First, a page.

18th Sep '16 10:13:01 AM kundoo
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*** Yes. Because the rewriting of the history would be only notices by those vewers, who know history, while the recast would be obvious to everyone who watches the show.

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*** Yes. Because the rewriting of the history would be only notices noticed by those vewers, who know history, while the recast would be obvious to everyone who watches the show.
18th Sep '16 10:12:22 AM kundoo
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*** Yes. Because the rewriting of the history would be only notices by those vewers, who know history, while the recast would be obvious to everyone who watches the show.
4th May '15 7:35:17 PM TrickyDick42
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***Plus, King Henry VIII was quite handsome in his younger years. It was only after a severe leg injury that prevented him from playing sports that he turned into the morbidly obese man who's portraits people are familiar with.
3rd Dec '13 2:06:35 PM Ciara13
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** It especially strange as the show had no problem recasting Jane Seymour.

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** It It's especially strange as the show had no problem recasting Jane Seymour.



*** More jarring than rewriting history and promoting other minor existing, or inventing completely new, characters to play 'Biff the Understudy' to Norfolk and Cranmer?

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*** More jarring than rewriting history and promoting other minor existing, or inventing completely new, new characters to play 'Biff the Understudy' to Norfolk and Cranmer?
27th Sep '13 3:27:22 PM Magwitch
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*** More jarring than rewriting history and either promoting existing, or inventing completely new, characters to play 'Biff the Understudy' to Norfolk and Cranmer?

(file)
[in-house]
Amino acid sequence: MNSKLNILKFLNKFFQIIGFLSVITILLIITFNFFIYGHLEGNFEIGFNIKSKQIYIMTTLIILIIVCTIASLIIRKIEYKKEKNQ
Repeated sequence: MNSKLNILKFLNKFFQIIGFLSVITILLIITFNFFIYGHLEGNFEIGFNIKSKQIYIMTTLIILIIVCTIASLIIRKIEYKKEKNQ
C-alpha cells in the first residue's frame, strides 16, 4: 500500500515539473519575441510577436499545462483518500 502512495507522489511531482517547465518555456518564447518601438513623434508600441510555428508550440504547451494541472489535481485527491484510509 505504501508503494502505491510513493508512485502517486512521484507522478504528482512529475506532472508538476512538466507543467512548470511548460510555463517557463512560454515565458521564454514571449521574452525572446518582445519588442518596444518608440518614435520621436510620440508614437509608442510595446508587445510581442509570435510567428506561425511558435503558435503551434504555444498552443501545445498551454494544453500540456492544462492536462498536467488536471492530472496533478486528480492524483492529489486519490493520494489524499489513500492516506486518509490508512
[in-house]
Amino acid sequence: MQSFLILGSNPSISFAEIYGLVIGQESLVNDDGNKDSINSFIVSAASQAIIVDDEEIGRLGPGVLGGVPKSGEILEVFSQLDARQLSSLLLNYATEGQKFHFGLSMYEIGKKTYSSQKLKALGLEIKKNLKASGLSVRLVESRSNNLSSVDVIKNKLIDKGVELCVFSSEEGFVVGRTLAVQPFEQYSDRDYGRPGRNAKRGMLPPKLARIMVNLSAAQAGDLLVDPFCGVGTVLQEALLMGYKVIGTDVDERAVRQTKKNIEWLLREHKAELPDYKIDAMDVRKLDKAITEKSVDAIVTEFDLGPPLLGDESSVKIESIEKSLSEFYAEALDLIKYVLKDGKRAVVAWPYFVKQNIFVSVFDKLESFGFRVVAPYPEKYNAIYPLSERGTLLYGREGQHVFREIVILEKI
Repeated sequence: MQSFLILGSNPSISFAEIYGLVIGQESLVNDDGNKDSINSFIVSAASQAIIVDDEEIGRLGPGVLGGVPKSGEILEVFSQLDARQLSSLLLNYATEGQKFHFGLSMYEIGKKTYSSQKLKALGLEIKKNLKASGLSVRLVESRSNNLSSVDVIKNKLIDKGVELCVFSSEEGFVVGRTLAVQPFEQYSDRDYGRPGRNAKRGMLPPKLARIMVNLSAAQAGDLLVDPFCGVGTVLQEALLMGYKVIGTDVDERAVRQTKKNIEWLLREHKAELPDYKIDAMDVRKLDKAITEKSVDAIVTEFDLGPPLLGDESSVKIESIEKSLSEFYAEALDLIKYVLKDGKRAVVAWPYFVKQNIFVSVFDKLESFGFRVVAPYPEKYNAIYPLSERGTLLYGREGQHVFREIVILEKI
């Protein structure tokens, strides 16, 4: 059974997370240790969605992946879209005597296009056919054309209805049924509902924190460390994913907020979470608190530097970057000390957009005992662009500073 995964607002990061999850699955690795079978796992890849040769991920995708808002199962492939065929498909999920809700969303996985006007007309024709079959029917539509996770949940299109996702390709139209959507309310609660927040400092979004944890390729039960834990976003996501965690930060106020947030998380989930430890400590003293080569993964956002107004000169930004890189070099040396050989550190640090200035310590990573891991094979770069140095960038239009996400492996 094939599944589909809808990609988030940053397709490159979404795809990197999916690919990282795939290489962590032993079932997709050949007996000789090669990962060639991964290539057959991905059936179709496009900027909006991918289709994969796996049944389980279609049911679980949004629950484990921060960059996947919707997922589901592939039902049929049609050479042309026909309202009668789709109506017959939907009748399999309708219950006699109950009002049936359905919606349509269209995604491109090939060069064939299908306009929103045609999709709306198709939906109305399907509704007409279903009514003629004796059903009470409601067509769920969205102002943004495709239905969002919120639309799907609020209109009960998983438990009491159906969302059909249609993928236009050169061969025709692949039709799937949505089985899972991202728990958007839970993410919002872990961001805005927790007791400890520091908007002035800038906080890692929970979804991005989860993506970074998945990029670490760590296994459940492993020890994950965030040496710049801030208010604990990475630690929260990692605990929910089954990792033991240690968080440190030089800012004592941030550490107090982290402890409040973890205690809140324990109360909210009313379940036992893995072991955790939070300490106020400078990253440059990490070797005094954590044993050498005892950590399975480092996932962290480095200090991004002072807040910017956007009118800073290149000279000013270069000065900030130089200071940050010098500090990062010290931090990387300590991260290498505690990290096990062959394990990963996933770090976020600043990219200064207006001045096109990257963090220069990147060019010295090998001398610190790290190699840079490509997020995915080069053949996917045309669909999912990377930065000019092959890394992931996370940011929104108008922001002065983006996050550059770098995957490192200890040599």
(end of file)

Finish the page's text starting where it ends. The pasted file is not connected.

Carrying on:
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*** More jarring than rewriting history and either promoting other minor existing, or inventing completely new, characters to play 'Biff the Understudy' to Norfolk and Cranmer?
27th Sep '13 3:26:02 PM Magwitch
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Added DiffLines:

*** They couldn't really write her character out of the show, from a historical perspective...
27th Sep '13 3:24:42 PM Magwitch
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*** More jarring than rewriting history and either promoting existing, or inventing completely new, characters to play 'Biff the Understudy' to Norfolk and Cranmer?
30th Jul '13 2:30:46 PM RoseAndHeather
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* It bugs me that the show indulges in the "Sex equals ratings, so let's show as much sex as possible!" pandering often. Another point of contention I have with the show is the way they handled secondary characters. Aside from Wolsey, More, and Cromwell (who the audience actually gets to know), I couldn't care less about the advisor(s) of the seasons. Often times, they just disappeared into the ether without warning.

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* It bugs me that the show indulges in the "Sex equals ratings, so let's show as much sex as possible!" pandering often. Another point of contention I have with the show is the way they handled secondary characters. Aside from Wolsey, More, and Cromwell (who the audience actually gets to know), I couldn't care less about the advisor(s) of the seasons. Often times, they just disappeared into the ether without warning.